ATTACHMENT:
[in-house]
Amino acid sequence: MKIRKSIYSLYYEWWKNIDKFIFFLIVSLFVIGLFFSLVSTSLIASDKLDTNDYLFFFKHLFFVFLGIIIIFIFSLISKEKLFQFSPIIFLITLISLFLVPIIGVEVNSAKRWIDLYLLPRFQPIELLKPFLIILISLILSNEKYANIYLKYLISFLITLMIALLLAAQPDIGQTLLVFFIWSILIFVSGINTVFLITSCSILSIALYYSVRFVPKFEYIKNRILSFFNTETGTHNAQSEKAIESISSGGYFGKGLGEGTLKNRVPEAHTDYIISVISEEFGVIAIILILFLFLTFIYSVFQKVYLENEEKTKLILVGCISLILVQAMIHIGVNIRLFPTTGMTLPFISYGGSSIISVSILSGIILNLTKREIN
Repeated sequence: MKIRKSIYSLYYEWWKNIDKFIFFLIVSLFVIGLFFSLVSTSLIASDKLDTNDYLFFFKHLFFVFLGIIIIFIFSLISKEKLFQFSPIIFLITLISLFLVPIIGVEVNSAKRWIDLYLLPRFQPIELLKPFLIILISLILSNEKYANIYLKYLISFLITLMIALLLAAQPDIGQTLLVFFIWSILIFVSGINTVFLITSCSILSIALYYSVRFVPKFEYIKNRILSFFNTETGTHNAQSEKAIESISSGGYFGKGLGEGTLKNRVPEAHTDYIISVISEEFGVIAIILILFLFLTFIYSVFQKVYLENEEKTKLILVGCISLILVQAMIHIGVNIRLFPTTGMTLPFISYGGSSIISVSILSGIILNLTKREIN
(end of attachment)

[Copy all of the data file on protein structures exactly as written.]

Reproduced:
[in-house]
Amino acid sequence: MKIRKSIYSLYYEWWKNIDKFIFFLIVSLFVIGLFFSLVSTSLIASDKLDTNDYLFFFKHLFFVFLGIIIIFIFSLISKEKLFQFSPIIFLITLISLFLVPIIGVEVNSAKRWIDLYLLPRFQPIELLKPFLIILISLILSNEKYANIYLKYLISFLITLMIALLLAAQPDIGQTLLVFFIWSILIFVSGINTVFLITSCSILSIALYYSVRFVPKFEYIKNRILSFFNTETGTHNAQSEKAIESISSGGYFGKGLGEGTLKNRVPEAHTDYIISVISEEFGVIAIILILFLFLTFIYSVFQKVYLENEEKTKLILVGCISLILVQAMIHIGVNIRLFPTTGMTLPFISYGGSSIISVSILSGIILNLTKREIN
Repeated sequence: MKIRKSIYSLYYEWWKNIDKFIFFLIVSLFVIGLFFSLVSTSLIASDKLDTNDYLFFFKHLFFVFLGIIIIFIFSLISKEKLFQFSPIIFLITLISLFLVPIIGVEVNSAKRWIDLYLLPRFQPIELLKPFLIILISLILSNEKYANIYLKYLISFLITLMIALLLAAQPDIGQTLLVFFIWSILIFVSGINTVFLITSCSILSIALYYSVRFVPKFEYIKNRILSFFNTETGTHNAQSEKAIESISSGGYFGKGLGEGTLKNRVPEAHTDYIISVISEEFGVIAIILILFLFLTFIYSVFQKVYLENEEKTKLILVGCISLILVQAMIHIGVNIRLFPTTGMTLPFISYGGSSIISVSILSGIILNLTKREIN